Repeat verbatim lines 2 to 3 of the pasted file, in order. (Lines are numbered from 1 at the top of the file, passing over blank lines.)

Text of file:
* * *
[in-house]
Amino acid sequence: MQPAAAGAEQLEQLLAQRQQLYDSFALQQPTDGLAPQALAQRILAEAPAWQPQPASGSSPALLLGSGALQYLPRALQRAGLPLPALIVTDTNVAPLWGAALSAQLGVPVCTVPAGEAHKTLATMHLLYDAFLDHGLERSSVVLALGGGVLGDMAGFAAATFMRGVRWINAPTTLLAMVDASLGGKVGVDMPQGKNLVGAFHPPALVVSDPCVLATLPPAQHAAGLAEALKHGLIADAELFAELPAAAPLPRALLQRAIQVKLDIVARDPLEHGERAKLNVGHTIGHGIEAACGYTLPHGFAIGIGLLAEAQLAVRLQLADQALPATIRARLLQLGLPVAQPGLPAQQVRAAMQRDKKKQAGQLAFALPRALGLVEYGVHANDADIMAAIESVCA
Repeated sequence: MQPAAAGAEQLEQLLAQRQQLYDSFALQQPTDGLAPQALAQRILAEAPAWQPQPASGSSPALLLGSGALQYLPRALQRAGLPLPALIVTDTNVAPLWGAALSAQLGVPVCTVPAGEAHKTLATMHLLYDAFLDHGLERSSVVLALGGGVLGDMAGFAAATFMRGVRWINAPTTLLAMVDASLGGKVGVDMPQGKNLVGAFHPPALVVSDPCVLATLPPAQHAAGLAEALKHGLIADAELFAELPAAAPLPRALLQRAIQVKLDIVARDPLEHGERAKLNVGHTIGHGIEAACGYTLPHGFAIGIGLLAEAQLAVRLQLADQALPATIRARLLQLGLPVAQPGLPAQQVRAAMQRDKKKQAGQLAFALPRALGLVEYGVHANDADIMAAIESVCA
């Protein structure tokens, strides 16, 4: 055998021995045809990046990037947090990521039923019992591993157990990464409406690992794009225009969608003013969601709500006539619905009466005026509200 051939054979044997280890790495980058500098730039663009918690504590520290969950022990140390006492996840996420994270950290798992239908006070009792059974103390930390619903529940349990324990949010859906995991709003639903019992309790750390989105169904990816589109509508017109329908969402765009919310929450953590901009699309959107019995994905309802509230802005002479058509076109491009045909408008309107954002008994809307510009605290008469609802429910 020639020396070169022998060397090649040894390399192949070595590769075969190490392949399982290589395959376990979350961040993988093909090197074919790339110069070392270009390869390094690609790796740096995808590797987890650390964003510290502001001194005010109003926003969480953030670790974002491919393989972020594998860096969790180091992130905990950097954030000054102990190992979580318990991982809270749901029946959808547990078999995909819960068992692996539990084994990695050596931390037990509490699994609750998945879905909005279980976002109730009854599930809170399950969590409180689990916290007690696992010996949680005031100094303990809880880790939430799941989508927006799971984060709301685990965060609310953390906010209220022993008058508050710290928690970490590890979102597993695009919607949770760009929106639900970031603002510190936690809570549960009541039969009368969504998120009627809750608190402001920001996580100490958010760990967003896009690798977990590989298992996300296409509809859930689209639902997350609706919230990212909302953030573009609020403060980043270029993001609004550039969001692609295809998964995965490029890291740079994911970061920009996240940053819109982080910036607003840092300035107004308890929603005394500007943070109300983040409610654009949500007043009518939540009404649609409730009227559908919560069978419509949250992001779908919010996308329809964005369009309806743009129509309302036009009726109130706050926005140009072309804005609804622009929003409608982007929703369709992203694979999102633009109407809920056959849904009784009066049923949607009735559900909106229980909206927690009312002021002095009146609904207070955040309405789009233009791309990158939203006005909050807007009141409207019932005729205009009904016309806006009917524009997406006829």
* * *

Amino acid sequence: MQPAAAGAEQLEQLLAQRQQLYDSFALQQPTDGLAPQALAQRILAEAPAWQPQPASGSSPALLLGSGALQYLPRALQRAGLPLPALIVTDTNVAPLWGAALSAQLGVPVCTVPAGEAHKTLATMHLLYDAFLDHGLERSSVVLALGGGVLGDMAGFAAATFMRGVRWINAPTTLLAMVDASLGGKVGVDMPQGKNLVGAFHPPALVVSDPCVLATLPPAQHAAGLAEALKHGLIADAELFAELPAAAPLPRALLQRAIQVKLDIVARDPLEHGERAKLNVGHTIGHGIEAACGYTLPHGFAIGIGLLAEAQLAVRLQLADQALPATIRARLLQLGLPVAQPGLPAQQVRAAMQRDKKKQAGQLAFALPRALGLVEYGVHANDADIMAAIESVCA
Repeated sequence: MQPAAAGAEQLEQLLAQRQQLYDSFALQQPTDGLAPQALAQRILAEAPAWQPQPASGSSPALLLGSGALQYLPRALQRAGLPLPALIVTDTNVAPLWGAALSAQLGVPVCTVPAGEAHKTLATMHLLYDAFLDHGLERSSVVLALGGGVLGDMAGFAAATFMRGVRWINAPTTLLAMVDASLGGKVGVDMPQGKNLVGAFHPPALVVSDPCVLATLPPAQHAAGLAEALKHGLIADAELFAELPAAAPLPRALLQRAIQVKLDIVARDPLEHGERAKLNVGHTIGHGIEAACGYTLPHGFAIGIGLLAEAQLAVRLQLADQALPATIRARLLQLGLPVAQPGLPAQQVRAAMQRDKKKQAGQLAFALPRALGLVEYGVHANDADIMAAIESVCA